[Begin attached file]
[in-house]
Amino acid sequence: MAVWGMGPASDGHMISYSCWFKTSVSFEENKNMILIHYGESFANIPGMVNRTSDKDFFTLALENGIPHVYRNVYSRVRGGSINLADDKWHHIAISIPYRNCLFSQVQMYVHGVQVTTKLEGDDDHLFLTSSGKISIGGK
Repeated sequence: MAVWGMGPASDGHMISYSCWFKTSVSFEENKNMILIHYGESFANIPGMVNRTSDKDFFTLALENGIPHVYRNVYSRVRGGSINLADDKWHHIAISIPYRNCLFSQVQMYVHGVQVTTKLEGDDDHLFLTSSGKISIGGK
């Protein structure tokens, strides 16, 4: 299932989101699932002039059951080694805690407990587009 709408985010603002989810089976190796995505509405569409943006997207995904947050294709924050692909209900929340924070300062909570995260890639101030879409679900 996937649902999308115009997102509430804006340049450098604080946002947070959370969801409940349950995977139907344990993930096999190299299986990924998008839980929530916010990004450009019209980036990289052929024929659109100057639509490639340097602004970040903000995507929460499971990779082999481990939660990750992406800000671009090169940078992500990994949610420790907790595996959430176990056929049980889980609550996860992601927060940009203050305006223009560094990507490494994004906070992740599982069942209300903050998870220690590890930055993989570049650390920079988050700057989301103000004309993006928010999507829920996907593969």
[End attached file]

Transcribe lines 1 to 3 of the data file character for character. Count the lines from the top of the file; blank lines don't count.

[in-house]
Amino acid sequence: MAVWGMGPASDGHMISYSCWFKTSVSFEENKNMILIHYGESFANIPGMVNRTSDKDFFTLALENGIPHVYRNVYSRVRGGSINLADDKWHHIAISIPYRNCLFSQVQMYVHGVQVTTKLEGDDDHLFLTSSGKISIGGK
Repeated sequence: MAVWGMGPASDGHMISYSCWFKTSVSFEENKNMILIHYGESFANIPGMVNRTSDKDFFTLALENGIPHVYRNVYSRVRGGSINLADDKWHHIAISIPYRNCLFSQVQMYVHGVQVTTKLEGDDDHLFLTSSGKISIGGK